Let's begin by acknowledging the obvious: you simply cannot be all things to all people. You lack the time and capacity. Choice is essential, and so is "no." What you do and don't do depends on both who you are, meaning your values and the things you want to prioritize at this time in your life (money? family? free time? creativity? freedom?). You have to make choices that align with your values -- otherwise, you risk being false, fake, inauthentic, someone you'll end up loathing. Be you, always.
Time is also important. LIke you, I have limited bandwith. Time is perhaps our most precious resource. I can't tell you what to do -- only you can do that -- but I would suggest that you do work you like doing with the limited time you have available. When you do things with passion and enagement, you work better and smarter. You become more valuable. If you have enough of the type of work you like doing, i.e., if you're working at full capacity, feel free to say no to work that doesn't make you happy, align with your values, or allow you to learn something new or connect with people you like.
People are important too. Whenever possible, work with people (clients, co-workers, partners) who value the things you value. I always know when I'm working with someone who views me as a commodity, a human resource to be leveraged. I prefer to work with people who see me for what I am -- a human being (like they are and like you are). I'm not afraid to bring my humanity into my work. In fact, my humanity is what makes my work unique. People who don't work in a human way are fine with me. I work with many of them, but I most enjoy being human and working with others who are also human.
So when do I say no to writing assignments? First of all, I say no when I'm working at full capacity on tasks I enjoy. Second, when the people proposing the assignment haven't done the work of getting to know me or allowing me to get to know them. I have a hard time saying no to humans, but it's easy saying no to "humans" hiding behind job titles, people playing roles (not themselves), robots (human or mechanical), corporations (I don't care what anyone says, corporations are not people), institutions, people asking "on behalf of" organizations, etc.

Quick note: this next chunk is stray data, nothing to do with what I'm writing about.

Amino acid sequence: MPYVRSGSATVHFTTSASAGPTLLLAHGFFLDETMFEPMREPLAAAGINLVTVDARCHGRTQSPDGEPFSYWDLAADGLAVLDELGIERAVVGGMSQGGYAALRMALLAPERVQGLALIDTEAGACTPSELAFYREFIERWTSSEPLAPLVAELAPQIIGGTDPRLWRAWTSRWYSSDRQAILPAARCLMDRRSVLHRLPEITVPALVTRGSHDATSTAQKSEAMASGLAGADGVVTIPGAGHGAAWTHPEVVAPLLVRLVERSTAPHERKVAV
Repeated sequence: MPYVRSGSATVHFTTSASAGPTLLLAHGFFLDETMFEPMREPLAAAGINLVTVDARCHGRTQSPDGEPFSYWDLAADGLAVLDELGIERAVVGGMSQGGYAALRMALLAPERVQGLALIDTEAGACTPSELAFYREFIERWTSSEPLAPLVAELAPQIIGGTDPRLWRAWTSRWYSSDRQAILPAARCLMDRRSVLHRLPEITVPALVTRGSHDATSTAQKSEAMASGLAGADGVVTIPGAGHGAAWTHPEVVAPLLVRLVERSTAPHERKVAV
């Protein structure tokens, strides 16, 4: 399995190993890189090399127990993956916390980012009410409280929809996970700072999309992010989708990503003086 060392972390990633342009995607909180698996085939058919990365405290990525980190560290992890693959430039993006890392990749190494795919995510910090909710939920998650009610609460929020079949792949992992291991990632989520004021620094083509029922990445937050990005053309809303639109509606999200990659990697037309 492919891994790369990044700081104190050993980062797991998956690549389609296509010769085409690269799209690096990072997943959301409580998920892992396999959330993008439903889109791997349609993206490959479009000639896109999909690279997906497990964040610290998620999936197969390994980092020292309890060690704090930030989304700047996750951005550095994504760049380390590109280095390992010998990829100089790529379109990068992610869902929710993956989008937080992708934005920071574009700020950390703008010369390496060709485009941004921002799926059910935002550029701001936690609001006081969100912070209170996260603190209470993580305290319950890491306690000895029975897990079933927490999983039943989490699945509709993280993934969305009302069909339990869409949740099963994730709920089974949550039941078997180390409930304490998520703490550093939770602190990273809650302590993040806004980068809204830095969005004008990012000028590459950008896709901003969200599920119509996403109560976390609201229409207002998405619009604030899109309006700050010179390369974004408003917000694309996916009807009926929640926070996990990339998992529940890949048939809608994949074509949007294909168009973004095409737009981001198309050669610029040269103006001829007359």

I also say no when the relationship between the amount of work expected and the payment isn't favorable. I love to work hard, but I also love working with clients who respect and reward my passion and hard work.
For me to be creative, which every clients expect, I need to be happy and human. Money helps, but it's not the only thing. There's pleasure in the complexities of the creative process, in making something new and useful. There's the enjoyment I get from learning new things, from talking to smart people about important ideas. Each assignment offers unique opportunities, and I consider everything before I say yes or no. I ask myself: What's my relationship with the person making the request? What can I learn? How much creativity will be needed? How much work is involved? And am I ready to invest the time needed? How much does the assignment pay? Will it help me get more of the kind of work I want to do?
So saying no is complicated but necessary. I recently said no to a prestigious client because I have enough work on my plate right now and, as the Holidays approach, I'm not willing to overstretch and stress myself out (not for money, not for anything). Saying no is tough, but if you want to have any authenticity and integrity, you need to say no.
I've found that the things I don't do define me as much as the things I do. Saying no simply validates your limitations (we all have them), your values, and your creative preferences. It can feel empowering. Saying no also says "I have choice, agency, and I'm asserting my values."
The worst thing any creative person, or any person, can do is to try to be all things to all people. Be true to who you are. Saying no is also a way of saying yes to what matters most to you, preserving your time, your energy, your values, your health, and everything else that makes you special.